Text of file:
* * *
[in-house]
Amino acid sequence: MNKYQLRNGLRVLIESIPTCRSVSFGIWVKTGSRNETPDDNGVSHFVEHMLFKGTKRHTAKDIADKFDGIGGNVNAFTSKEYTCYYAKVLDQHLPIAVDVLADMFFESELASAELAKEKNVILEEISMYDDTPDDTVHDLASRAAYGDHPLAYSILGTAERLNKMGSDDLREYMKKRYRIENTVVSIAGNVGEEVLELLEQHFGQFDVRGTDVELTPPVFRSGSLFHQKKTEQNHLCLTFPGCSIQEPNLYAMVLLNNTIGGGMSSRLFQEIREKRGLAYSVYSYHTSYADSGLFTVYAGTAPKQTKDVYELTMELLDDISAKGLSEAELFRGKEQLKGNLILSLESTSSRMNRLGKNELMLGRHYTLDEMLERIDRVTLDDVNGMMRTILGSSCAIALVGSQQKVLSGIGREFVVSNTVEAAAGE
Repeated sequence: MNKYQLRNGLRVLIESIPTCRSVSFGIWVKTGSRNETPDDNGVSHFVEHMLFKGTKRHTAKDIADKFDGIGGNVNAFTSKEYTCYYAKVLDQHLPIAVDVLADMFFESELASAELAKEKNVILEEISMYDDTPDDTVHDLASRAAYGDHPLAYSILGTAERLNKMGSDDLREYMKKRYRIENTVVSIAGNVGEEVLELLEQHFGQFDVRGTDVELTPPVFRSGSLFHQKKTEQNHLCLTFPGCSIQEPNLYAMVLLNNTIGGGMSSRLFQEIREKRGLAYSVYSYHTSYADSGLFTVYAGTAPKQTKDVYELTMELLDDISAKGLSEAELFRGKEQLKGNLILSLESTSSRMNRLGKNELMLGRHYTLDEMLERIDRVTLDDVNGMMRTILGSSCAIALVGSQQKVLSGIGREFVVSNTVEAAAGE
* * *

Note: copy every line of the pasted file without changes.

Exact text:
[in-house]
Amino acid sequence: MNKYQLRNGLRVLIESIPTCRSVSFGIWVKTGSRNETPDDNGVSHFVEHMLFKGTKRHTAKDIADKFDGIGGNVNAFTSKEYTCYYAKVLDQHLPIAVDVLADMFFESELASAELAKEKNVILEEISMYDDTPDDTVHDLASRAAYGDHPLAYSILGTAERLNKMGSDDLREYMKKRYRIENTVVSIAGNVGEEVLELLEQHFGQFDVRGTDVELTPPVFRSGSLFHQKKTEQNHLCLTFPGCSIQEPNLYAMVLLNNTIGGGMSSRLFQEIREKRGLAYSVYSYHTSYADSGLFTVYAGTAPKQTKDVYELTMELLDDISAKGLSEAELFRGKEQLKGNLILSLESTSSRMNRLGKNELMLGRHYTLDEMLERIDRVTLDDVNGMMRTILGSSCAIALVGSQQKVLSGIGREFVVSNTVEAAAGE
Repeated sequence: MNKYQLRNGLRVLIESIPTCRSVSFGIWVKTGSRNETPDDNGVSHFVEHMLFKGTKRHTAKDIADKFDGIGGNVNAFTSKEYTCYYAKVLDQHLPIAVDVLADMFFESELASAELAKEKNVILEEISMYDDTPDDTVHDLASRAAYGDHPLAYSILGTAERLNKMGSDDLREYMKKRYRIENTVVSIAGNVGEEVLELLEQHFGQFDVRGTDVELTPPVFRSGSLFHQKKTEQNHLCLTFPGCSIQEPNLYAMVLLNNTIGGGMSSRLFQEIREKRGLAYSVYSYHTSYADSGLFTVYAGTAPKQTKDVYELTMELLDDISAKGLSEAELFRGKEQLKGNLILSLESTSSRMNRLGKNELMLGRHYTLDEMLERIDRVTLDDVNGMMRTILGSSCAIALVGSQQKVLSGIGREFVVSNTVEAAAGE